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fatebass21
12-11-2014, 07:37 AM
At the current time my professional life is very stressful. My employer and the client that I work with have become engaged in a legal battle and it is difficult for me to not be put in the middle by either side. On a daily basis for the last week or so I have had to stay relaxed and calm during this stressful situation all the while not knowing if it will effect my employment with my company (I was hired as a remote employee to work with this client; if the client goes away I worry that I will be out of a job). I am recently married and just finished my graduate studies. The school loan payments will be starting and having stable employment at this time is a source of stress for me.

The universe works in mysterious ways and this all started about a week ago which is the same time that I returned to training full time. I think deep down I could see the writing on the wall between these two parties and knew I would need to refocus my energies in a productive way internally.

The non-aggressive philosophy that aikido teaches has benefits that can be applied outside of the school as we all know. That said, I am curious to know everyone's experience with applying the philosophical principles of aikido to business.

What is your experience? Do you consciously apply aikido philosophy on a daily basis at work? Or do you not even acknowledge the principles 'off-the-mat'?

Interested in all comments on this topic.

I am off to work.....going to try to be the circle to their triangle..... :triangle: :circle:

lbb
12-11-2014, 08:08 AM
There's a lot to be learned in all budo that can help in confrontations outside the dojo. One thing I learned very early on was to be conscious of when someone is trying to use their physical presence to dominate or intimidate in a non-physical encounter. I think everyone is aware of this on some level, but I found that training took this awareness from an uncomfortable, under-the-surface "something is wrong" feeling, to a conscious, "wow, this guy is looming over me, what does he think he's gonna do, bop me on the head if he doesn't get his way?" So, it went from a vague unstated threat to an amusingly empty attempt at a threat.

In aikido, specifically, I think it's helpful in learning to not be reactive. My sensei often issues corrections in the form of a comical imitation of what we're doing, and one that shows up all too frequently is the "blundering rush": reaching outside your space, frantically grabbing at parts of your opponent, etc. Sensei says, "'When' is most important, 'where' comes next, and 'what' is after that." Focusing on getting the "when" right means choosing the right moment, which means not blindly reacting -- and choosing the right moment really improves the likelihood of choosing a good "where" and "what".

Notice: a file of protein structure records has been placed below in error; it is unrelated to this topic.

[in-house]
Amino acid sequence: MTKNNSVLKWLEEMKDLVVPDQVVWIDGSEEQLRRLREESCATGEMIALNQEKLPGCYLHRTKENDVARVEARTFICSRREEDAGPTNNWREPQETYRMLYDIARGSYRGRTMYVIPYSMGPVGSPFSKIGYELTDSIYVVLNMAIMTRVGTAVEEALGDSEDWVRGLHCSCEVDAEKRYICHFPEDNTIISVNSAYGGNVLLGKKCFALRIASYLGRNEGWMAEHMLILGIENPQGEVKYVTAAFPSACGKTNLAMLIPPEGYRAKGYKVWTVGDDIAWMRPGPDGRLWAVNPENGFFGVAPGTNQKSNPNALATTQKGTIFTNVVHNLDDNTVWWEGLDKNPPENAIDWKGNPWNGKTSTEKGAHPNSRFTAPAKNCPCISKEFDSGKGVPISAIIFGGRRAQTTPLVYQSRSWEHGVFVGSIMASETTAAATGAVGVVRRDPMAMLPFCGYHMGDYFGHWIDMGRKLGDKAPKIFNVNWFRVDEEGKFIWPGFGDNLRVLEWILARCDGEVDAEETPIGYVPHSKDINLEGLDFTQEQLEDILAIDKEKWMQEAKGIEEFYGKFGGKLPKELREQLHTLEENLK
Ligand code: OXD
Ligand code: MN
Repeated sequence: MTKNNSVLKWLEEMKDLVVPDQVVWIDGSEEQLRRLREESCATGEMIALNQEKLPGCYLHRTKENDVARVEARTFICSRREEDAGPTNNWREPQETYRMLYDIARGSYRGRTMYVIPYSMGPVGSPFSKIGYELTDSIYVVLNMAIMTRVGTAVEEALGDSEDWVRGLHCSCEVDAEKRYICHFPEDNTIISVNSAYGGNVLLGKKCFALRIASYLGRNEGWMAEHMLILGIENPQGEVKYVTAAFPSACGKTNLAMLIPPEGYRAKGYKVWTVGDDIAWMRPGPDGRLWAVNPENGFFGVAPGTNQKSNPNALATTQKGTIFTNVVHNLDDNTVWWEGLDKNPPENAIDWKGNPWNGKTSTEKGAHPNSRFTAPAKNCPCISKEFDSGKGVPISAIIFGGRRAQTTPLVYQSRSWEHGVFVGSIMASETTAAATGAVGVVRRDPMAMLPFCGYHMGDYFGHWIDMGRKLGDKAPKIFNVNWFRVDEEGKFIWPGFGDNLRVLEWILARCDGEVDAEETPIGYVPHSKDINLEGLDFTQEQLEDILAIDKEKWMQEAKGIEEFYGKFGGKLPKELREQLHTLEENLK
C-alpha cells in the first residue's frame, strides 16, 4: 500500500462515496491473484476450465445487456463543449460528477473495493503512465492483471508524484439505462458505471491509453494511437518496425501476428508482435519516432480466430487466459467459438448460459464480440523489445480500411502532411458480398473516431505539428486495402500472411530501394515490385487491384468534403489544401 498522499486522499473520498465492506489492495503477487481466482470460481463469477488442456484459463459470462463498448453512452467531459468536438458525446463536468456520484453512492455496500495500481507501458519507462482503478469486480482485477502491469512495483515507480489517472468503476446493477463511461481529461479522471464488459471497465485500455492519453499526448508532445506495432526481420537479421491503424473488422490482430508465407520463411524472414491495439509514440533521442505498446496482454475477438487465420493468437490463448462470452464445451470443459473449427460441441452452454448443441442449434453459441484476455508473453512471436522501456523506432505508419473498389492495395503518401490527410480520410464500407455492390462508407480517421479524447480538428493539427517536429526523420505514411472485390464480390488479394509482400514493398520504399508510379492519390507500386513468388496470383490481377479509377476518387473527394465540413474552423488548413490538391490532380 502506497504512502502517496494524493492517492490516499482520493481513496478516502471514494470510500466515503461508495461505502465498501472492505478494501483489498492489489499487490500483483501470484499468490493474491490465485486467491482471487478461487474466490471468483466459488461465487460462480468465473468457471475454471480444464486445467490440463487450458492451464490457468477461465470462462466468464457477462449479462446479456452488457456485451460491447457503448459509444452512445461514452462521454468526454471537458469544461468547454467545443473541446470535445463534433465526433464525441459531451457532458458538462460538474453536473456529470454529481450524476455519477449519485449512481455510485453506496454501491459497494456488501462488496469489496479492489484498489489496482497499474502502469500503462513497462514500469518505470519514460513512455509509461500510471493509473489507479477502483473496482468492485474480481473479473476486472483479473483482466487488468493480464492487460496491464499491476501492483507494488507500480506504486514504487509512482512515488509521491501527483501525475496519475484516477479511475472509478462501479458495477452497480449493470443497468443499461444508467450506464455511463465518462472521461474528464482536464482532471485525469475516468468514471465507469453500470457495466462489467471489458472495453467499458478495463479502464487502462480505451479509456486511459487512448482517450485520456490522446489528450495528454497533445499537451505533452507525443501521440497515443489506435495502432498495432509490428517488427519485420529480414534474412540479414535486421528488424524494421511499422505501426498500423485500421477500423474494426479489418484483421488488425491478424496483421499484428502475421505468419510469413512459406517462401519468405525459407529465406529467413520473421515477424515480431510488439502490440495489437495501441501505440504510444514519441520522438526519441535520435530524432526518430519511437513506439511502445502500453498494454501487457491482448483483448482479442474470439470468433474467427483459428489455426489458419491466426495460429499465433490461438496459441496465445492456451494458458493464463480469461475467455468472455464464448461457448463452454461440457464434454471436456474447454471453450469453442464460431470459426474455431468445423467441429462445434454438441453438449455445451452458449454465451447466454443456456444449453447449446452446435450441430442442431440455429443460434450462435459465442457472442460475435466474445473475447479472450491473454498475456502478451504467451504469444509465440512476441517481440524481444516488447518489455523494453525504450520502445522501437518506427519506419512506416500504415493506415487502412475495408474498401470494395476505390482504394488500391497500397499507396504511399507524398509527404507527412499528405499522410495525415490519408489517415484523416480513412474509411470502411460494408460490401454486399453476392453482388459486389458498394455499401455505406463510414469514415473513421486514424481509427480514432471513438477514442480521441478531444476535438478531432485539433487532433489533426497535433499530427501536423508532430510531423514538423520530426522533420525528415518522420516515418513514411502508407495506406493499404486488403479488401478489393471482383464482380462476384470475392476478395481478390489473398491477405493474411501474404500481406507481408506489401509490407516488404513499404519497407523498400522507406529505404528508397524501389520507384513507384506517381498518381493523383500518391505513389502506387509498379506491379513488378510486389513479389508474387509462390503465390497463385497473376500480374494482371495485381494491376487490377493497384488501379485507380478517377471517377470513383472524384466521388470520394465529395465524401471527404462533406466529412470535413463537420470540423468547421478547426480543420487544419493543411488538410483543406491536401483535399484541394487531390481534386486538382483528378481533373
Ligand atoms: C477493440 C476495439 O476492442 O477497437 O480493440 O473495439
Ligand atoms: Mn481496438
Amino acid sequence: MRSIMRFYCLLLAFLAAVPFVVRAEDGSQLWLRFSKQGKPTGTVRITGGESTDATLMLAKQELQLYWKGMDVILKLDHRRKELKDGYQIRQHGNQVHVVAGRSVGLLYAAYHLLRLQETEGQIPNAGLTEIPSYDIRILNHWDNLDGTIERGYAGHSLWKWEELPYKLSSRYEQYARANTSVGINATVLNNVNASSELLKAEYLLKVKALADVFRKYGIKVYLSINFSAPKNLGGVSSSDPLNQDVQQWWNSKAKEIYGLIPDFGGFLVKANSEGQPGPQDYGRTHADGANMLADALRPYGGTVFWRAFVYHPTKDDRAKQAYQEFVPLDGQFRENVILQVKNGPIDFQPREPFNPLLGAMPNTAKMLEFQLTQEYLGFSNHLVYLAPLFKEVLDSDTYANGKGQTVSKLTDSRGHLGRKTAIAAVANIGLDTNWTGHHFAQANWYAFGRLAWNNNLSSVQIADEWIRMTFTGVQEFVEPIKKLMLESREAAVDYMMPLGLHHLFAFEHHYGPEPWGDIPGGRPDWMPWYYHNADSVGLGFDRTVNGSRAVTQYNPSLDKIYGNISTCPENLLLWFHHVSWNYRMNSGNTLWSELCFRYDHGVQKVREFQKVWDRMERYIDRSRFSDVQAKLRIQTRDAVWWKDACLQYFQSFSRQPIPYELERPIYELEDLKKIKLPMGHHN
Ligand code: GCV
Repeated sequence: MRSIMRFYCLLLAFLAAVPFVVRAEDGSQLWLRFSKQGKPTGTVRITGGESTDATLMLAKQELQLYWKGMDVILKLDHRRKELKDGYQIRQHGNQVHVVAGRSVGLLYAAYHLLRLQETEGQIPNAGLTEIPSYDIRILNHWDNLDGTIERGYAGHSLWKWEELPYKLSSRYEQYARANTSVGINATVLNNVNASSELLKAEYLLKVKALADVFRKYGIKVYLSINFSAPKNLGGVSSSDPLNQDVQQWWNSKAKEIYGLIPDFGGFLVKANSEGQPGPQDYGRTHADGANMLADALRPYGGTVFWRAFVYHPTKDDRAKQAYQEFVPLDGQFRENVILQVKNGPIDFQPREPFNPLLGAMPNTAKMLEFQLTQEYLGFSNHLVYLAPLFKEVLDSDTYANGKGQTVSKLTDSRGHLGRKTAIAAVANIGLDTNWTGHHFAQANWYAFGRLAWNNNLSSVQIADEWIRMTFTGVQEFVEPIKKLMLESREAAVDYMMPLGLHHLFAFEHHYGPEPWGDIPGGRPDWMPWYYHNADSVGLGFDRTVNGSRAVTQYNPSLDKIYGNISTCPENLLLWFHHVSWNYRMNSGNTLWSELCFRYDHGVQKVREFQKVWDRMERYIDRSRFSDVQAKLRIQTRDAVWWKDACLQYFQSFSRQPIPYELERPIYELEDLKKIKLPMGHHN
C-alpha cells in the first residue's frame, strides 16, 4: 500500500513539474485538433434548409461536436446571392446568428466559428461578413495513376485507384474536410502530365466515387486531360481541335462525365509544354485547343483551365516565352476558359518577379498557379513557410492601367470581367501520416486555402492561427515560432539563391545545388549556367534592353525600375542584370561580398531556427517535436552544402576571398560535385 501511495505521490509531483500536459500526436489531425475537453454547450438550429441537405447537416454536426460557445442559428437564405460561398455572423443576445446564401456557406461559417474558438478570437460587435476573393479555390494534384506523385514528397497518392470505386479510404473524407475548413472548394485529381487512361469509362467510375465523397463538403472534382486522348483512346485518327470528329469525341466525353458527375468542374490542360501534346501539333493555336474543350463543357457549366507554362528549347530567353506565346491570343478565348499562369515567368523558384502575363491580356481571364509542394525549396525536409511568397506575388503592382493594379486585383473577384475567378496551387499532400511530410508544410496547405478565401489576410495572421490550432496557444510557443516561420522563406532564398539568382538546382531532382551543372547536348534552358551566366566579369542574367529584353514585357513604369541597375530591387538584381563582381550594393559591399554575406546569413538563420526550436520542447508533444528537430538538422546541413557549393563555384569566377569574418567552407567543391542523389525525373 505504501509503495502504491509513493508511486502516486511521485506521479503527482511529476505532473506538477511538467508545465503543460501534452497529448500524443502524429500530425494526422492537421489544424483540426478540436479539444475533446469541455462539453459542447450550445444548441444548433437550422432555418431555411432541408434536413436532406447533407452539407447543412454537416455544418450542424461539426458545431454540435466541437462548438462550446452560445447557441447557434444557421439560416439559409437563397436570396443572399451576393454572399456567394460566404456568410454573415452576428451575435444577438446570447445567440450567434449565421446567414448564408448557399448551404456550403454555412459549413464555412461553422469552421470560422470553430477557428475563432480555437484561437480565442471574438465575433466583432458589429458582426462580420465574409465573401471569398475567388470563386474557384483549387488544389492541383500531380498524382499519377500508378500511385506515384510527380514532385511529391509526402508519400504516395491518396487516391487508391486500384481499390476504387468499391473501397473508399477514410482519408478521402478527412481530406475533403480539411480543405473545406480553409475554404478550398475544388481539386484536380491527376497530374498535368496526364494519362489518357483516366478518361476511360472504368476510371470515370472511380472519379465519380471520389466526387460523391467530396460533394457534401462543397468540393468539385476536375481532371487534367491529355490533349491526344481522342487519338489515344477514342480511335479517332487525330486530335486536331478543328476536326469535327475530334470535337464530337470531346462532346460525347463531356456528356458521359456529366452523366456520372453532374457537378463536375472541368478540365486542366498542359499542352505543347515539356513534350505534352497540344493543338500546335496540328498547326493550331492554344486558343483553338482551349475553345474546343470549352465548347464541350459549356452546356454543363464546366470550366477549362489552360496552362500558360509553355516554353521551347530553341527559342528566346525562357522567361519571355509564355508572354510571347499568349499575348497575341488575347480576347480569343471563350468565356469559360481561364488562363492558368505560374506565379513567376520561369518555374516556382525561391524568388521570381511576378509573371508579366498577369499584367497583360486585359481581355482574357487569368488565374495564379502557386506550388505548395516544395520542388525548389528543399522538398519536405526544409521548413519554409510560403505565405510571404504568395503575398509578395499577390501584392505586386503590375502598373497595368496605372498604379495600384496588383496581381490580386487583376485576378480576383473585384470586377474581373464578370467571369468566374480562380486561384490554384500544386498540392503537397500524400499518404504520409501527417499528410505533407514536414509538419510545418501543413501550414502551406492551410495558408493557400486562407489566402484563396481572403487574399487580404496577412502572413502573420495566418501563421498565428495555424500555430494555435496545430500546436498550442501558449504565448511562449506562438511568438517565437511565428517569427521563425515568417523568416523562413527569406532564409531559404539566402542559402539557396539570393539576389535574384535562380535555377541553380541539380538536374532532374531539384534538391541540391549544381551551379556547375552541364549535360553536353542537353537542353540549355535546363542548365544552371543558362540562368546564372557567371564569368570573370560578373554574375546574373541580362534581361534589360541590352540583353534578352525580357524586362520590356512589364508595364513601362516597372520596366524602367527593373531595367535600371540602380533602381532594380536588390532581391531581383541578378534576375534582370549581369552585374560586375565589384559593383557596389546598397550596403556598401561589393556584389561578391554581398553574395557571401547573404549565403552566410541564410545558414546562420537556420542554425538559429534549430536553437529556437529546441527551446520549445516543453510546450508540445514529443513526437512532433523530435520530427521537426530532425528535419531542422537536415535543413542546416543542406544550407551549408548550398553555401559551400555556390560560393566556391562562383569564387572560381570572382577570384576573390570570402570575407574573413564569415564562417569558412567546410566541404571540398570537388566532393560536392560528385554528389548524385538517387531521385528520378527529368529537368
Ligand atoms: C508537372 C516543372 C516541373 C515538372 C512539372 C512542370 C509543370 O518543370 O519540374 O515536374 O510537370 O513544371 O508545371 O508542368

fatebass21
12-12-2014, 07:10 PM
Thanks for the comments Mary this makes a lot of sense. I can definitely see parallels in aikido and everyday life where, as you said, it is important to learn to not be reactive.

HawkeyeLaw
01-15-2015, 11:05 AM
Chris, I teach a variety of business classes in an MBA program (negotiations, law & ethics, etc.) and I try to infuse my teaching with Aikido philosophy where appropriate. The principle that most immediately comes to mind is maai, the engagement distance between combatants.

I'm a lawyer in addition to being a business teacher, so I am on the receiving end of many threats from opposing counsel. I try to teach my negotiations students the difference between a real attack that must be defended, and an empy threat that is "outside the circle" and can (and should) be ignored.

When being threatened, or when someone tries to pull me into their fight, I remember O Sensei's saying "be like water, water contends with nothing."

Good luck and I hope your situation improves. It sounds like you are bringing the right mindset to a stressful place.

HawkeyeLaw
01-15-2015, 11:10 AM
P.S. Chapters IV and V of Aikido and the Dynamic Sphere are particularly helpful on these points. The authors don't refer to their distance concepts as "maai," but my Sensei did and so that term has stuck with me.

Aviv
01-16-2015, 10:50 PM
Aikido in Business is one of the tracks that will be addressed in the upcoming Aiki Extensions US Conference at the end of May. Got to www.aikiextensions.org for more info.

Janet Rosen
01-17-2015, 01:01 AM
I didn't see anything on front page of site directing to info on a conference.

HawkeyeLaw
01-19-2015, 12:41 PM
I would love to join your Aiki Business Group (http://www.aikiextensions.org/programs/working-groups/business/) but the "join" link does not seem to work. Please advise how I might join?

fatebass21
12-29-2016, 02:36 PM
Andrew, Aviv, Janet, and Mary,

Thank you kindly for the responses and please accept my apologies for responding a full 2 years later!

So as it turned out the two companies did go their separate ways and my position eliminated. Did my best not to be reactive but of course I am human and cannot say that I did not have a hand in my own demise.

This is why I am back, trying to get into training again on and off the mat in business and in practice.